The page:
When more is less – NHS left struggling despite extra funding

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Although next year the NHS budget will increase to almost £157bn, the National Health Service anticipates a shortfall of around £7bn after the autumn statement.

A health leader has warned that “stop gap” measures and “patching” the NHS will not be enough to make it resilient ahead the autumn statement.

The chief executive of NHS Providers, Saffron Cordery, pleaded with MPs at the organisation’s annual conference in Liverpool to “inject some long-termism into your thinking” and refrain from cutting funding for necessities like equipment and building maintenance.

Although next year the NHS budget will increase to almost £157bn, NHS England anticipates a shortfall of around £7bn.

Ms Cordery has warned that resilience will be severely harmed if, as she put it: “The Chancellor and the Health Secretary agree that it’s acceptable to balance the NHS books by, yet again, raiding the hard-won capital budget.”

Long-term investments in NHS real estate, buildings, and technology like MRI and CT scanners are funded by the organisation’s capital budget, which is also utilised for R&D.

Rishi Sunak has ruled out cutting the budget of the NHS as part of the constraint placed on public expenditures; nonetheless, the organisation’s executives still require additional billions of dollars to maintain key services operational this winter.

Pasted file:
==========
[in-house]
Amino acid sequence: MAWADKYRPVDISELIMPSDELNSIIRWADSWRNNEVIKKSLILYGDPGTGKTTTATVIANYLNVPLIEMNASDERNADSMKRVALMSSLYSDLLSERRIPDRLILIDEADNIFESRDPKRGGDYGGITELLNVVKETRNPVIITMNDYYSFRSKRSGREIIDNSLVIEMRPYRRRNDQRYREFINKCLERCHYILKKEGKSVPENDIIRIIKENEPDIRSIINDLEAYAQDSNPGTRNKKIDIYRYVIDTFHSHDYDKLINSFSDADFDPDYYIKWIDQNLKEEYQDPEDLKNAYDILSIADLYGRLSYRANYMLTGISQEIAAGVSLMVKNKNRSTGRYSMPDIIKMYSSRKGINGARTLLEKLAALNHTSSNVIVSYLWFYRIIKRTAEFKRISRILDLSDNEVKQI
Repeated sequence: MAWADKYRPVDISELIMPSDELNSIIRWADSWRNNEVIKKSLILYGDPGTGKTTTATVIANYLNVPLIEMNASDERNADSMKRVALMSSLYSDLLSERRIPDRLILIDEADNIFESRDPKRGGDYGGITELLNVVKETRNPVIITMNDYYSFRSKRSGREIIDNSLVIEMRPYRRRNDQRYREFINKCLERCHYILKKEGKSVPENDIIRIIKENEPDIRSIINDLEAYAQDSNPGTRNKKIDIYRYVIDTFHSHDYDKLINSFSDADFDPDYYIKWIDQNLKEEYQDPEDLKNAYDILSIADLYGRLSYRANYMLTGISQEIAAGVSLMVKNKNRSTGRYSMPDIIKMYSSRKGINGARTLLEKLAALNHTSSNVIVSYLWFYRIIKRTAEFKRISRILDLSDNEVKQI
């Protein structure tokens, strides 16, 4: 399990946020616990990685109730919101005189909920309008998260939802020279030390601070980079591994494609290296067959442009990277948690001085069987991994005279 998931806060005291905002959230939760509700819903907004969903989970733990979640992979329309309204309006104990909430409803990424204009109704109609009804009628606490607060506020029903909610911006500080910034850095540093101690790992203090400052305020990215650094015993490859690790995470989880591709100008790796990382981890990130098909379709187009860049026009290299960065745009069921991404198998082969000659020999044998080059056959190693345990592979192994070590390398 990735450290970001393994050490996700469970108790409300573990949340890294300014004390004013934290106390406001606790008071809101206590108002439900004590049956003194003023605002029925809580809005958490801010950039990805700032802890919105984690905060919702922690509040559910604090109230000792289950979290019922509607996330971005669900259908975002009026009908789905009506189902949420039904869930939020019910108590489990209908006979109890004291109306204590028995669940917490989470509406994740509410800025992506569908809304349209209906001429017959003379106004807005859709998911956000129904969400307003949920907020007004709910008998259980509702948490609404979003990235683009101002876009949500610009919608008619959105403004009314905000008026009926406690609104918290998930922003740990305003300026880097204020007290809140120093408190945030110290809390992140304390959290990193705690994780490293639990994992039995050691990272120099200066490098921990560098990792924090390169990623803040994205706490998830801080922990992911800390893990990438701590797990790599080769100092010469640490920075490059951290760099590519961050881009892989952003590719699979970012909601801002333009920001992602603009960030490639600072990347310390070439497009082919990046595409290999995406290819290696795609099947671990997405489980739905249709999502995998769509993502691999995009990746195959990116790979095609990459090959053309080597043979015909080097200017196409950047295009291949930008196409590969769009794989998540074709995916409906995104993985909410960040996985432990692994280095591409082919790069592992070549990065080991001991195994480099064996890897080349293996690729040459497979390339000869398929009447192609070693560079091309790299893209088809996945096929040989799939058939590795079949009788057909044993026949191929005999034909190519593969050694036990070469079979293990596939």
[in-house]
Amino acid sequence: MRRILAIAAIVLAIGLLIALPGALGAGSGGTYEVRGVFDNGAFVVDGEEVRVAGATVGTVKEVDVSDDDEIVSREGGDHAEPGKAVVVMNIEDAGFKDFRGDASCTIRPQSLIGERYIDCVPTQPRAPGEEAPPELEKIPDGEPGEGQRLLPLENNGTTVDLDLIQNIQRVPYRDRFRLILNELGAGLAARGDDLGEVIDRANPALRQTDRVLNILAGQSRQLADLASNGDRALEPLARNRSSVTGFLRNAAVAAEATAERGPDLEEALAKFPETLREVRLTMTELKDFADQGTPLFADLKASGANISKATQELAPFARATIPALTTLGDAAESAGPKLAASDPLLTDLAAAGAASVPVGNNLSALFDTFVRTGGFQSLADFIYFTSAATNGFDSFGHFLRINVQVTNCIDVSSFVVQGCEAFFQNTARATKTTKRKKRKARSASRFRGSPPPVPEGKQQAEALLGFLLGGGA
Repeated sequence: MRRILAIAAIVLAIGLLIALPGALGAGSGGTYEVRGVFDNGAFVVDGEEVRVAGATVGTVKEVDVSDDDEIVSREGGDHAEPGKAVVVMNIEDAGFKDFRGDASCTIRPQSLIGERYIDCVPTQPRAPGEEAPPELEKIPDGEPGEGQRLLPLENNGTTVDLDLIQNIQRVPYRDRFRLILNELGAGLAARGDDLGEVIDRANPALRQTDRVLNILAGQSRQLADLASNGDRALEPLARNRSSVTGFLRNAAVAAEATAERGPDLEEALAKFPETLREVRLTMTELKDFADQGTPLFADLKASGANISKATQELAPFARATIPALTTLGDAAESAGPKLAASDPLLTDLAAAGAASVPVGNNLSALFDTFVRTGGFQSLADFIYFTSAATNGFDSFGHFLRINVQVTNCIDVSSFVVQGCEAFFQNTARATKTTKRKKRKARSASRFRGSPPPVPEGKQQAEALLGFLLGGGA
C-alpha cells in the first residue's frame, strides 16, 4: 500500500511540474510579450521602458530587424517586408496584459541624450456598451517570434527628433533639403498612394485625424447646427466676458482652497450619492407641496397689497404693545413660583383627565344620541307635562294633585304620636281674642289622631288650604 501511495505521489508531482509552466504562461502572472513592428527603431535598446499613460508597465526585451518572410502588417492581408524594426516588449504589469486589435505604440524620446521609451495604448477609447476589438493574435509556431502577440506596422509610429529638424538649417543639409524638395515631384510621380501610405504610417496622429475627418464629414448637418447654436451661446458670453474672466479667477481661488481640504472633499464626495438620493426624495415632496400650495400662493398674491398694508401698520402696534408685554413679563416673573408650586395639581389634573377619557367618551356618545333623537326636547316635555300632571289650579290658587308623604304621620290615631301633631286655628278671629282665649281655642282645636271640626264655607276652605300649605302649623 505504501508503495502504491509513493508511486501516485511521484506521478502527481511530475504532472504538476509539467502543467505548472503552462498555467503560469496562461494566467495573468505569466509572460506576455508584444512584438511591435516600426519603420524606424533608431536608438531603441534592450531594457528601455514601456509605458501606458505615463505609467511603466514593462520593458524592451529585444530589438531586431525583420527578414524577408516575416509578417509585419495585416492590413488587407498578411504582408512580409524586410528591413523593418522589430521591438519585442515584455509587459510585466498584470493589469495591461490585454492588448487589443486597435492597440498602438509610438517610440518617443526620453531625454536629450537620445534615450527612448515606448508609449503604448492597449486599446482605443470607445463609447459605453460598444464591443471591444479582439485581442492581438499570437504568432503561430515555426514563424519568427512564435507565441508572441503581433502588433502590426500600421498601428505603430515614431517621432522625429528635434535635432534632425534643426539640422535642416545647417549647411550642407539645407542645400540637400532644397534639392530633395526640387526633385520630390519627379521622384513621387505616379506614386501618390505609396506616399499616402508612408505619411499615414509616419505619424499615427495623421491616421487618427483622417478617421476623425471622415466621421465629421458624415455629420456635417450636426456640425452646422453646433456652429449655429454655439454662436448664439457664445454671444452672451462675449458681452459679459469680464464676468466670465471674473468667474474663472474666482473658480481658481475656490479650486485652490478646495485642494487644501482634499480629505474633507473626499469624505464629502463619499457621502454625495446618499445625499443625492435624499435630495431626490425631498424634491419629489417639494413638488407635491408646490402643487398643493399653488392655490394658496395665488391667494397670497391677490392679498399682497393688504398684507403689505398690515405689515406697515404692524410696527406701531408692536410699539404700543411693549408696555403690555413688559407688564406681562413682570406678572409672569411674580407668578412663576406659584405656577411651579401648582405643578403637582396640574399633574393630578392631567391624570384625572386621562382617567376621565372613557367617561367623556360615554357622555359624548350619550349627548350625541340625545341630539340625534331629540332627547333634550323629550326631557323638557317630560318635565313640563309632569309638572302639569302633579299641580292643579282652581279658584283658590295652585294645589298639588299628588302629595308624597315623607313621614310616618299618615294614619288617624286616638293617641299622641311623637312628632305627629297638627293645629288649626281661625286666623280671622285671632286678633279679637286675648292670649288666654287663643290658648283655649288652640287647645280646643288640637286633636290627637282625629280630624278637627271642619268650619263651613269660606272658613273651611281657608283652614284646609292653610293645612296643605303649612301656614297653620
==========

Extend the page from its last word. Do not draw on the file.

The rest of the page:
The United Kingdom’s National Health Service, which has a yearly budget of £152 billion, is requesting an additional £7 billion, which is equivalent to an additional five percent of its overall budget, in order to mitigate the effects of soaring inflation, salary increases, and costs associated with Covid.

Officials in the finance sector have voiced their concern that primary care, mental health, and cancer treatment services could be eliminated if the Treasury does not provide sufficient funding.

The government of Rishi Sunak has given the public assurance that the National Health Service (NHS) will not be impacted by the forthcoming budget cuts.

Whitehall insiders say that in order for the health sector to get their money protected, the NHS must first reform its spending and become more efficient. Activists have referred to the health service as a “blackhole of public funding”.

This comes at a time when politicians and advocacy groups have demanded that hospitals not be allowed to continue serving as “little art galleries”, instead calling for the sale of the health service’s £12 million art collection. However, many believe that the amount of money that it would bring in would not even come close to meeting the expenses.

On top of a record backlog, increased winter pressures caused by Covid and flu, the emergency (A&E), ambulance and cancer treatment services are all suffering crises simultaneously.

The Royal College of Nursing (RCN) has also announced a strike for the first time during its 106-year history, asking for better pay and working conditions while citing concerns for patient safety.

Words:Maryam Shahzadi|Subbing:Andrea Rezman

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